“Whoever loves father or mother more than me is not worthy of me, and whoever loves son or daughter more than me is not worthy of me…” (Mt 10:37).
“We were indeed buried with him through baptism into death, so that…we too might live in newness of life” (Rom 6:4).
If there’s a common thread that connects the above statements from this Sunday’s gospel and second reading, it is the severity of what each demands of us - one seeking the subordination of family relationships to those in God’s Family, the other commanding in us a complete rebirth of self.
As years go by and my relationship with God continues to deepen, it has become more and more obvious – sometimes painfully obvious – to me that the way I live and the values I seek are becoming more and more difficult to fathom, to put it mildly, for many members of my biological family. It isn’t that our relationships have turned sour or adversarial because of my Catholic beliefs. Far from it. If anything, we are only getting closer as we age, sharing a deeper and deeper appreciation of our unique family bond. In fact, for many of them, my determination to live a life with meaning and purpose is something that commands their respect, even if such meaning and purpose are things they cannot relate to or share completely. But there is no denying that our different religious beliefs, or lack of it for some, are causing us to approach life and see things in very different ways.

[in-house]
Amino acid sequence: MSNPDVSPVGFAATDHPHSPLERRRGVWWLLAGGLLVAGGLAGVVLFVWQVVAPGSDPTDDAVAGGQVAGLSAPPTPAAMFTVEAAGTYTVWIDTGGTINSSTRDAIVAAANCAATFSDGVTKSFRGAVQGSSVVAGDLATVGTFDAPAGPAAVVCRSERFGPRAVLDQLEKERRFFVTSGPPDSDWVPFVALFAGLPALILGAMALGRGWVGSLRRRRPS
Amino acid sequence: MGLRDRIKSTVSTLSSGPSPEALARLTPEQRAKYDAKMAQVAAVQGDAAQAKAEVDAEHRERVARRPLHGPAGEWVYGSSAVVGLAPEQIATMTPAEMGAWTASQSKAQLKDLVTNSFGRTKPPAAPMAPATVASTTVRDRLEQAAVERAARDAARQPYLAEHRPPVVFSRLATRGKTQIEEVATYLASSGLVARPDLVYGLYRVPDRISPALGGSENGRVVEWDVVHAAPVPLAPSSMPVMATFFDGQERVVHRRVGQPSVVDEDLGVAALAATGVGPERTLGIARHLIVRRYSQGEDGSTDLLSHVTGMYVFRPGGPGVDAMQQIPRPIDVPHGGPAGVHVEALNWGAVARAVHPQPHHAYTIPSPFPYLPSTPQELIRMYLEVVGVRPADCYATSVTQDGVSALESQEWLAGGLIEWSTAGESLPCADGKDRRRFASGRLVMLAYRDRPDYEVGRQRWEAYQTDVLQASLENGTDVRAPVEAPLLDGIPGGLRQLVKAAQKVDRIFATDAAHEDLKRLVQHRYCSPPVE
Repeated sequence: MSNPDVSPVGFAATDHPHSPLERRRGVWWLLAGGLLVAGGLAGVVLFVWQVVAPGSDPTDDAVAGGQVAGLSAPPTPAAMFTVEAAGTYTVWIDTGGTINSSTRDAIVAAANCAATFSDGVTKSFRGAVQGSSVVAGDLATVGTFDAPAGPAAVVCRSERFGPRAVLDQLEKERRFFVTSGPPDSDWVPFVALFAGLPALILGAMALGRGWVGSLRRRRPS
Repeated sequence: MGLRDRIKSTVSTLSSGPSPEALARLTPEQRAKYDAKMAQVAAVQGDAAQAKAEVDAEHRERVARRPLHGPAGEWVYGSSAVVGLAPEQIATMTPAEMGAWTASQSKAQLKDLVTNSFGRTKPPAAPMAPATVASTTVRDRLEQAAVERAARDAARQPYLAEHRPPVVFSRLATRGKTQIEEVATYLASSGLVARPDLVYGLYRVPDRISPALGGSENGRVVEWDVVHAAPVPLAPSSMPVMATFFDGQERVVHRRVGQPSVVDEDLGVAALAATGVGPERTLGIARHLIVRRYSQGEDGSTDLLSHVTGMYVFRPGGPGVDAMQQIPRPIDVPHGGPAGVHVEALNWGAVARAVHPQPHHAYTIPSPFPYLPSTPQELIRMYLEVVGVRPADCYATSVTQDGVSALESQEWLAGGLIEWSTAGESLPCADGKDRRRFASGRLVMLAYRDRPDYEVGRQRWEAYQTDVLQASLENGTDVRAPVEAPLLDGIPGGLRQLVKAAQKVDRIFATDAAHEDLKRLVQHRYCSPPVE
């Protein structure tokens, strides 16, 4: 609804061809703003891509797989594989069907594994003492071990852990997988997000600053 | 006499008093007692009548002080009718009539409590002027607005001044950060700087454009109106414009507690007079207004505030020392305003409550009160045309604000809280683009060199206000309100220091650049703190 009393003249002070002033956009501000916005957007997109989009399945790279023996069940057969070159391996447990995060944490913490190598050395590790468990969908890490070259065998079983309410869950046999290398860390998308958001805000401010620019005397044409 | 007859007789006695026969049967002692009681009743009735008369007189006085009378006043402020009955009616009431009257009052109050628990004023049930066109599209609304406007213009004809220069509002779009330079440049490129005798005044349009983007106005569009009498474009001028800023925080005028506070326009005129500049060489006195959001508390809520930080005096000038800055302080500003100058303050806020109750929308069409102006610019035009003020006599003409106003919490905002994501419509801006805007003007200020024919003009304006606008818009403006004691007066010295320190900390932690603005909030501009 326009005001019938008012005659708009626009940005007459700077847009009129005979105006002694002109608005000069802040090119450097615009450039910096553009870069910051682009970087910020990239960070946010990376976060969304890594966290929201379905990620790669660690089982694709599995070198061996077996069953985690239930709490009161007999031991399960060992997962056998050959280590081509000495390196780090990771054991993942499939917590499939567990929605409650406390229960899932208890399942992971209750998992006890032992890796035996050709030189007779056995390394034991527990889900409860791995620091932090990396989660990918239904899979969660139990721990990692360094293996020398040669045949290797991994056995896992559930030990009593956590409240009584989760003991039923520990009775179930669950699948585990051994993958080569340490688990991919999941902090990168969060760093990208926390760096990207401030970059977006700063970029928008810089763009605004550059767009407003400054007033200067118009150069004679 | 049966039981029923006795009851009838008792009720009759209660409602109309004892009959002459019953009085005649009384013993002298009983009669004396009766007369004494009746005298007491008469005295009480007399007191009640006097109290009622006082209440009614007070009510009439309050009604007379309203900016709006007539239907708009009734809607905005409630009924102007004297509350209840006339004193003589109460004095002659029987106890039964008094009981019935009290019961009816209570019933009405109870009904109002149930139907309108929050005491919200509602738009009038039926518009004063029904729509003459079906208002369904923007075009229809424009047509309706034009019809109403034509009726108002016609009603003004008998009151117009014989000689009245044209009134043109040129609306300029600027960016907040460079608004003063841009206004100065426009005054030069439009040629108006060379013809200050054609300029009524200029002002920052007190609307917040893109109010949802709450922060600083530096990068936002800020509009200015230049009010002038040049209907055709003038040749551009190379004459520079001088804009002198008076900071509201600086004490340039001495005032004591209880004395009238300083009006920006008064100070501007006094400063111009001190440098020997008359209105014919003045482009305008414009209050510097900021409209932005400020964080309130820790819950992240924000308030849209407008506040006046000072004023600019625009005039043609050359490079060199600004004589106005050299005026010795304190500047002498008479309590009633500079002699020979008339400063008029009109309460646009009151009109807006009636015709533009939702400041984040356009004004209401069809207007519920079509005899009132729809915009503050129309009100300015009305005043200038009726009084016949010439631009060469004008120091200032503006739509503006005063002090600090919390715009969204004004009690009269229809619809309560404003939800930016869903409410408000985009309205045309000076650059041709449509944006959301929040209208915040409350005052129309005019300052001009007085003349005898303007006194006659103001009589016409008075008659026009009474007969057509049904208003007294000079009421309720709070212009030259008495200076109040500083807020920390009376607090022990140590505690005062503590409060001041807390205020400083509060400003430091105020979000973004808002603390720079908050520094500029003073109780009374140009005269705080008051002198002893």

Growing up from an oriental, patriarchal culture where traditional Confucius family values are dominant and the parent-child relationship of sacred and supreme importance, it’s hard for some family members to understand my Christian disposition that sees my relationship with God as central and all-encompassing. My parents, to whom I’m forever indebted, had always respected my religious beliefs and continued to love me even if such beliefs and theirs did not always jive. Still, looking back so many years later after their departures from this world, I must admit that their respect and love for me were not without some regrets – regrets that somehow some things were less than ideal in our relationship because certain values and expectations of ours were different.
St. John Paul II said, “The history of mankind, the history of salvation, passes by way of the family” (Letter to Families, n.23). Family is in many ways a “training camp” where we learn to iron out our differences with love and tolerance so that we are better prepared to live in love in the heavenly Family of God, the Father. Sometimes the “training process” has become so rough and rigorous that our family may even begin to look more like a battle ground filled with “shell-shocked and injured soldiers” than a sweet and safe home base as it should be. But persist we must where God’s revealed truths and values are at stake, trusting that the willingness of all family members to submit themselves to God’s guidance will somehow bring understanding, respect, and love powerful enough to overcome all conflicts and differences. Let’s “battle on” as family members - with love; persist in our family way - in faith; and look forward to joining God’s Family in heaven one day – out of hope.